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Ilan Chaim ("Illusion of Security," March 29) claimed that security in US airports offers inadequate protection against potential terror attacks. Thanks to a former head of security at Ben-Gurion Airport, Raphael "Rafi" Ron, there has been a noticeable improvement in security at several airports in the US - Boston's Logan Airport, in particular, where two of the hijacked planes took off on their way to strike at the Twin Towers in Manhattan on September 11, 2001.
Israeli-style security methods were first introduced to the US after those attacks when Logan Airport hired Ron's company, New Age Security Solutions, as its consultant to restructure its security system, styling it on Ben-Gurion Airport.
Ron pointed out that until recently, airports in the US paid too much attention to baggage screening rather than observing the behavior of passengers. His company introduced the Behavior Pattern Recognition (BPR) program to Logan. Its goal is to detect suspicious behavior and respond to it by singling out passengers displaying certain types of behavior for lengthy questioning.
Uniformed officers in and around security checkpoints scan passengers for involuntary physical and psychological reactions that may signal stress, fear or deception. Officers also may engage the passenger in casual conversation to observe his response. If there are enough suspicious signs, the passenger may then be sent to secondary screening, or questioning by the police.
"We provide the trainees with a thorough understanding of terrorist behavior. It is difficult for people to disguise the fact they are under tremendous stress, knowing that they are going to kill themselves and a lot of people around them in a short amount of time, and this affects their behavior," said Ron.
SPEAKING BEFORE the US Senate Committee on Homeland Security Affairs in 2005, Ron said "In reference to the human factor, I would like to point out that the Achilles heel of the suicide terrorist is his behavior. A person intending to commit an extreme act of violence, in most cases for the first time in his/her life, as well as to terminate his own life, is most likely not to behave like the ordinary people around him going about their daily routines."
Security officials at Ben-Gurion have employed a version of the BPR technique for years, but because of the size and scale of major airports in the States it would be impossible to interview every passenger in terms of time, cost, legal and cultural issues.
As a result of its success, the program has been introduced to other major airports in the US, including San Francisco and Minneapolis. In recent years a BPR awareness program for airport employees was launched at Miami airport.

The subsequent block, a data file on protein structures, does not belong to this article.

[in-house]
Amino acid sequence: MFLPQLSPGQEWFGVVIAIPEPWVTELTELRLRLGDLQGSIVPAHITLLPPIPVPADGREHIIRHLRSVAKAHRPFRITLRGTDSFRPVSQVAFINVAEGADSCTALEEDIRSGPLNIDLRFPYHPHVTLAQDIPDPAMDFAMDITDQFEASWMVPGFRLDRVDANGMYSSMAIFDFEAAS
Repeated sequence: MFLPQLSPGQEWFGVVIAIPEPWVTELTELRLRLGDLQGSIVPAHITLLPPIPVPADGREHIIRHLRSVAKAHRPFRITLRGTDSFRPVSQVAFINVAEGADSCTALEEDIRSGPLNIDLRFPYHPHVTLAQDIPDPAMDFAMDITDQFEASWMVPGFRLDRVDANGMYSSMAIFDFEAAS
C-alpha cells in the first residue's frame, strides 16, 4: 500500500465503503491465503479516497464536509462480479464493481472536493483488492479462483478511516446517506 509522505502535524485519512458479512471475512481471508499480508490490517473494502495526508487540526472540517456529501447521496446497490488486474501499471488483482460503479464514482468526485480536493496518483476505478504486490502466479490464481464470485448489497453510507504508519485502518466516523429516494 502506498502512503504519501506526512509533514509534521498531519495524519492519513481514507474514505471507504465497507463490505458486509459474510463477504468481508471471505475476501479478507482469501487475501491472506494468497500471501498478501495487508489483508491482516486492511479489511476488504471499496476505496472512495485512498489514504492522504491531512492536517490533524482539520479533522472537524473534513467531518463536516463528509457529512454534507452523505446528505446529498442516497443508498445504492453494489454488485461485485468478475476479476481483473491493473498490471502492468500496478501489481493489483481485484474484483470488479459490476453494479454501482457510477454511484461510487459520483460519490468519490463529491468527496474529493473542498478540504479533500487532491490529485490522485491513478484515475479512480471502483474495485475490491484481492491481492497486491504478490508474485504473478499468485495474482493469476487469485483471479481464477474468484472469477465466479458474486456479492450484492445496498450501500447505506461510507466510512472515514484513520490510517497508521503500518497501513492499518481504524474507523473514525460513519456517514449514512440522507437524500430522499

Logan also adopted Ben-Gurion's system of multilayered security which includes random vehicle checks on routes leading to the airport, specially trained sniffer dogs for checking for explosives and specially trained units of officers armed with automatic weapons who patrol the terminals.
Ron emphasized the importance of protecting the perimeter of the airport citing an incident at New York's J.F. Kennedy Airport, where, a few years after the September 11 attack, a baggage screening system was installed costing some $200 million. Three young men in a boat were fishing in the bay when their motor stalled. They drifted to the shoreline of the airport, landed unnoticed and walked up the tarmac unhindered to the area of the control tower and aircraft filled with fuel and passengers which could have turned into a major disaster had the three been armed terrorists.
New technologies are being tested all the time. Closed circuit television cameras have been installed at most security checkpoints at Logan. Facial recognition technology is being tested along with document verification technology.
In 2006 the Transport Security Administration (TSA) invested in a pilot scheme using Cognito scanners at McGhee Tyson Airport near Knoxville, Tennessee, developed by an Israeli company, Suspect Detection Systems. The scanner is a polygraph-like device that interviews a suspect electronically. The suspect is asked computer-generated questions and the process measures reactions that supposedly identify potential terrorists in as little as three minutes from their biometric responses to key questions.
According to Shabtai Shoval, CEO of Suspect Detection Systems, TSA was satisfied with the results but deployment awaits a final decision based on civil rights issues.
Gradually, with the increased threat of terror, airport authorities in the US and the West are becoming aware that the security system at Ben-Gurion is the most effective against potential terror attacks and are using it as a model on which to base their own programs.
The writer is a correspondent for publications in the Jane's Information Group and writes about airport and homeland security issues.
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